More here.

January 3, 2004 in myelin, research | Permalink | Comments (0)

Scientific Proof Carbohydrates Cause Disease 1/3/04

You guys can be the judge of this one.

Whole grains cause disease in both humans and animals. Whole grain breads and bagels are not the healthy food as people are lead to believe. All grains have a very high level of omega-6 fatty acids, which are pro-inflammatory. Grains are a poor source of protein. Grains are the most allergenic of all foods. Multiple sclerosis, lupus and rheumatoid arthritis are rare in populations where no grain products are consumed such as the Paleolithic (hunter-gatherer) diet.

More here.

January 3, 2004 in complementary and alternative medicine | Permalink | Comments (1)

Daughter has a hand in artist's labour of love

The work of disabled artist Charley Stimac is a labour of love - inspired by his love of labour.

Stimac has spent his life in blue-collar and industrial jobs, all the while chronicling the struggles of his co-workers through sketches and paintings.

Crippled the past 10 years by chronic multiple sclerosis, Stimac has had to borrow the hands of others to put the images in his mind to canvas.

More here.

January 3, 2004 in people | Permalink | Comments (0)

Montel's Suicide Attempts

Talk show host and motivational speaker Montel Williams says he nearly committed suicide after being diagnosed with multiple sclerosis in 1999. In his new book, "Climbing Higher," Williams says he wanted to die before the disease got worse. He loaded a .357 magnum and sat in his closet, spinning the barrel, hoping it would go off accidentally so his kids could collect on his insurance, according to an excerpt in the New York Post. He says he spent 45 minutes trying to get the gun to go off, to no avail.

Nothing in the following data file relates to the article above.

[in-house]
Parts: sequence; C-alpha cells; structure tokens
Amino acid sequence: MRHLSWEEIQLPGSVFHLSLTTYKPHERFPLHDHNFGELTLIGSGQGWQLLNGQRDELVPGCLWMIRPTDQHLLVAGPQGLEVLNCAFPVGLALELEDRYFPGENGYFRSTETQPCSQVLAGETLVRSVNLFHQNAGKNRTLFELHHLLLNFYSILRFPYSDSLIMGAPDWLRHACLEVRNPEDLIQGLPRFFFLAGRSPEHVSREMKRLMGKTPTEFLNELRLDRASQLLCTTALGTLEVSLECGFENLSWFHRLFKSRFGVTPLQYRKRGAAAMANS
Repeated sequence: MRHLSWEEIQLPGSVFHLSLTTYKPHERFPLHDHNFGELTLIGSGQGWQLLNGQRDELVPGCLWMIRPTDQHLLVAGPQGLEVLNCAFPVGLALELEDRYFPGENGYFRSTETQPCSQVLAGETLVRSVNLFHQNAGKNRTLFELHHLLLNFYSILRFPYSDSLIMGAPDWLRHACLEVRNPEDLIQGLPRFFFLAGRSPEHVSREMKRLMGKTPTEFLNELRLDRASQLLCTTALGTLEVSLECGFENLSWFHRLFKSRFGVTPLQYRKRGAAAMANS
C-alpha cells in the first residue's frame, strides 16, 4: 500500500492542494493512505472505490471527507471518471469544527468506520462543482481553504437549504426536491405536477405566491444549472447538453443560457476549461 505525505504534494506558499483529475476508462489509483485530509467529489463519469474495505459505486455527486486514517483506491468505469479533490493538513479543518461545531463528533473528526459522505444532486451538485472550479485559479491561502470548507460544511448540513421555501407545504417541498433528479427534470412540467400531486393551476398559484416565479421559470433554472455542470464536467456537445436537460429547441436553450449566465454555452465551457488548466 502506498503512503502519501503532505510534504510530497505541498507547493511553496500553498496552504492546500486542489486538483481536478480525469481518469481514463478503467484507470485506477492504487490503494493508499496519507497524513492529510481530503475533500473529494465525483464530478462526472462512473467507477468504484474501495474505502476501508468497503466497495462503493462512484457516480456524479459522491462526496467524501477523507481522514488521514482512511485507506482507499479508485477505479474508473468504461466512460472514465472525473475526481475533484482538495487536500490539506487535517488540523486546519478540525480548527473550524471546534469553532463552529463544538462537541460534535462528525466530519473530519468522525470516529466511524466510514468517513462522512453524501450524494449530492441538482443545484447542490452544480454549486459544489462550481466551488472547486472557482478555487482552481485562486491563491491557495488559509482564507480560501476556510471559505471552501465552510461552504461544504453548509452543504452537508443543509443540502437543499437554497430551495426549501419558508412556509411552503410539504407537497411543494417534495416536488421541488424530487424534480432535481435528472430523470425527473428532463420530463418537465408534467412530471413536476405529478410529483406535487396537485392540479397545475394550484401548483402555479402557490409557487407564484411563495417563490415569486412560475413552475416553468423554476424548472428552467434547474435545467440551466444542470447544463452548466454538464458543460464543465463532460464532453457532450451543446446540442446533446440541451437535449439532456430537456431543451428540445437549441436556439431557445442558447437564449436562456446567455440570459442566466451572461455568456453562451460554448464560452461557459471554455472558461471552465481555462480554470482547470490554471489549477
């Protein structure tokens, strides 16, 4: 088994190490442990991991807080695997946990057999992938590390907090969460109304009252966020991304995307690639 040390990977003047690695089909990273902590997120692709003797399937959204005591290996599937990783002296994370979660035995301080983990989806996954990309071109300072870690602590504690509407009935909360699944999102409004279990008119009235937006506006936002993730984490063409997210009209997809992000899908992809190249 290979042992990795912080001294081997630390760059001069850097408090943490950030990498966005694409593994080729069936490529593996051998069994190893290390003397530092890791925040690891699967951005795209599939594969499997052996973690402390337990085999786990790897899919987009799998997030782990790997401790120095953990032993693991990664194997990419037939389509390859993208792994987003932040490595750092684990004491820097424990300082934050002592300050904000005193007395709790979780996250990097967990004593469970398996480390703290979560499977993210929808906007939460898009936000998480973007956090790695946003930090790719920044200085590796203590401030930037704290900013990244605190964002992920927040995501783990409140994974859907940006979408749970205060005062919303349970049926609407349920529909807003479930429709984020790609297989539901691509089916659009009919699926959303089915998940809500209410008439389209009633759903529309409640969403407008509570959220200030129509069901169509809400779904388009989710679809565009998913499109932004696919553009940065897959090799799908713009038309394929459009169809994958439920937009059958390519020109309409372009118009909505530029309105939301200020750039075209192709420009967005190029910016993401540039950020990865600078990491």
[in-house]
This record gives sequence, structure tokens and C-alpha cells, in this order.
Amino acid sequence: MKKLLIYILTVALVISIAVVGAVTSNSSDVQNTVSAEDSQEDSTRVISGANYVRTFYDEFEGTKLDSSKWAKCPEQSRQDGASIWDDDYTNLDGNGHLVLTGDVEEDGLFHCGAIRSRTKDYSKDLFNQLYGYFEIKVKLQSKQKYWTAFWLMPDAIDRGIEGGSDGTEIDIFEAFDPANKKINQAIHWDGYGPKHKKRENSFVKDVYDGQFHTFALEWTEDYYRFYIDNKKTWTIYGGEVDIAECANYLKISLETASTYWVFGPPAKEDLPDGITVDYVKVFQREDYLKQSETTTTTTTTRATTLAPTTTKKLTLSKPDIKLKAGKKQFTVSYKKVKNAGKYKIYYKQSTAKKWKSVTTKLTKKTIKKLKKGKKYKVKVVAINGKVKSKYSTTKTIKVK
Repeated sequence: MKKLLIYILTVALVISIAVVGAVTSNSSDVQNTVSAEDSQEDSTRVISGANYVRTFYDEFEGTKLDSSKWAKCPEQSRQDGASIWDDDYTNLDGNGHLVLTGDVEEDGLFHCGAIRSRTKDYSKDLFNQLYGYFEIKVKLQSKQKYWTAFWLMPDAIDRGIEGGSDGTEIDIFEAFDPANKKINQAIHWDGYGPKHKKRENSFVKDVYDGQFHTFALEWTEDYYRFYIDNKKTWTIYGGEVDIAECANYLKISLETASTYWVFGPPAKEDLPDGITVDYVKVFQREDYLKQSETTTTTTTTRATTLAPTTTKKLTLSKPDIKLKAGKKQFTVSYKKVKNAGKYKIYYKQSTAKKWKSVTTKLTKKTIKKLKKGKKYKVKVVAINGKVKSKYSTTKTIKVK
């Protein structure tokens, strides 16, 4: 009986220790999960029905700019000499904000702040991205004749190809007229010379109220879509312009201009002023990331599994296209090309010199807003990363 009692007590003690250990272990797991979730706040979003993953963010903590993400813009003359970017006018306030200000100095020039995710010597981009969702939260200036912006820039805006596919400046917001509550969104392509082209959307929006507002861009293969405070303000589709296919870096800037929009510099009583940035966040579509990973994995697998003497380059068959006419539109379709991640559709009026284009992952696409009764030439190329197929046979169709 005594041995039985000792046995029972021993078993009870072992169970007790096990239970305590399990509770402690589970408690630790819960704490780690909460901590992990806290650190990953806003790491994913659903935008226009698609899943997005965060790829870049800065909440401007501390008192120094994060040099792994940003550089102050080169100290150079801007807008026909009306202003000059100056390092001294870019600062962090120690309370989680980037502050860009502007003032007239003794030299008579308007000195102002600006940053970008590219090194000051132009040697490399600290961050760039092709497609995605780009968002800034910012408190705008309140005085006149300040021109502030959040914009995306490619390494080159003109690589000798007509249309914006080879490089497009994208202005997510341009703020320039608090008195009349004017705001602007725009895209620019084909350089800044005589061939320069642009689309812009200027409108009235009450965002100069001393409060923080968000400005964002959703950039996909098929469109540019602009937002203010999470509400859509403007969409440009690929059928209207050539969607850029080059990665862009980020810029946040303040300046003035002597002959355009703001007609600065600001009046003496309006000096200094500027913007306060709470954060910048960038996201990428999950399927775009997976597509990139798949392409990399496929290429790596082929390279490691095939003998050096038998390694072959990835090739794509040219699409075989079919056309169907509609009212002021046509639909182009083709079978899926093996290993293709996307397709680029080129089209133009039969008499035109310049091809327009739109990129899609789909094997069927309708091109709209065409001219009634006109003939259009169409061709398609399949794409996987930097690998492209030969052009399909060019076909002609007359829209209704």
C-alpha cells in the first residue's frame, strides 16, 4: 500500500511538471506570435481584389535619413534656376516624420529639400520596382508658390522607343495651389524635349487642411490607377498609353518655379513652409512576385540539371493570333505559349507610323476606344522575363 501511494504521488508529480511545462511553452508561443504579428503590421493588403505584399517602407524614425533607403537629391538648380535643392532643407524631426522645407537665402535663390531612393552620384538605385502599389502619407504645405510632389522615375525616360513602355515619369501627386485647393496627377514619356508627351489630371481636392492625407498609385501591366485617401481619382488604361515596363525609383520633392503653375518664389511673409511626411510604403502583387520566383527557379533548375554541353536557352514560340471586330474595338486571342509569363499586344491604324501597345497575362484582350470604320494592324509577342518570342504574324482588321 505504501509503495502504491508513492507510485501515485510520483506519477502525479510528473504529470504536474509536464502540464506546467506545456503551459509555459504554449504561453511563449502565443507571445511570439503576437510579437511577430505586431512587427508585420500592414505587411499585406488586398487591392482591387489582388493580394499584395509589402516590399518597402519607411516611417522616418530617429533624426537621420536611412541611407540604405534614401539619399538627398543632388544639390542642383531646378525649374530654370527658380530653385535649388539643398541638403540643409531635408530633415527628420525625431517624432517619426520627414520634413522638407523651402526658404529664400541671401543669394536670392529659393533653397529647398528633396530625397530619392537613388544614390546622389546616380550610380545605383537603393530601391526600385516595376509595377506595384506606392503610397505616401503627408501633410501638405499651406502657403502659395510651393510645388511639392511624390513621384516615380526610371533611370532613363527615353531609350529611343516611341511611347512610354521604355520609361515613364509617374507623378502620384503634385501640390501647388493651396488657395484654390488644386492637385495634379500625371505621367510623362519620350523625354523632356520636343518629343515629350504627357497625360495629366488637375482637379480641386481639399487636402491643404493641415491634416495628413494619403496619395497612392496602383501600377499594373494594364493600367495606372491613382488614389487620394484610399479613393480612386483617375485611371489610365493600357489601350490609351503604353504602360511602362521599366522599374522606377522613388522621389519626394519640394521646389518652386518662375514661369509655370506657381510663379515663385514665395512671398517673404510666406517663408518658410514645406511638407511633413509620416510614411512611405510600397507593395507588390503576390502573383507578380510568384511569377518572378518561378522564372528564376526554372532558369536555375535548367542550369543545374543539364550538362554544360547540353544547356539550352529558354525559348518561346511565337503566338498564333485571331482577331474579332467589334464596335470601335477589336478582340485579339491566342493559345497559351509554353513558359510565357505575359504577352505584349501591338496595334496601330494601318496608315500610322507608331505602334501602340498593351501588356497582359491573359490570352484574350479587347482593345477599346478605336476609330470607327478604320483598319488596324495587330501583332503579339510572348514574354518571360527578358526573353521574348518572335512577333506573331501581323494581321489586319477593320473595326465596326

More here.

January 3, 2004 in bummer, newly diagnosed, people, stress, stuff we don't like to talk about | Permalink | Comments (2)

Disabled painter doesn't let MS get in the way of his art

Priced anywhere from $100 to $1,000, the paintings of local artist Alex Tomic aren't expensive by contemporary standards. They take on considerably more value, though, considering the special effort it takes to produce them.

Tomic has multiple sclerosis, and there are days when he cannot lift his paint brush or otherwise control his body's movements.
"Sometimes my brush will just go flying across the room, as if someone else is in control of it," Tomic said.

Still, when the demon is at bay, and he's feeling inspired, the results can be impressive.

More here.

January 3, 2004 in people | Permalink | Comments (0)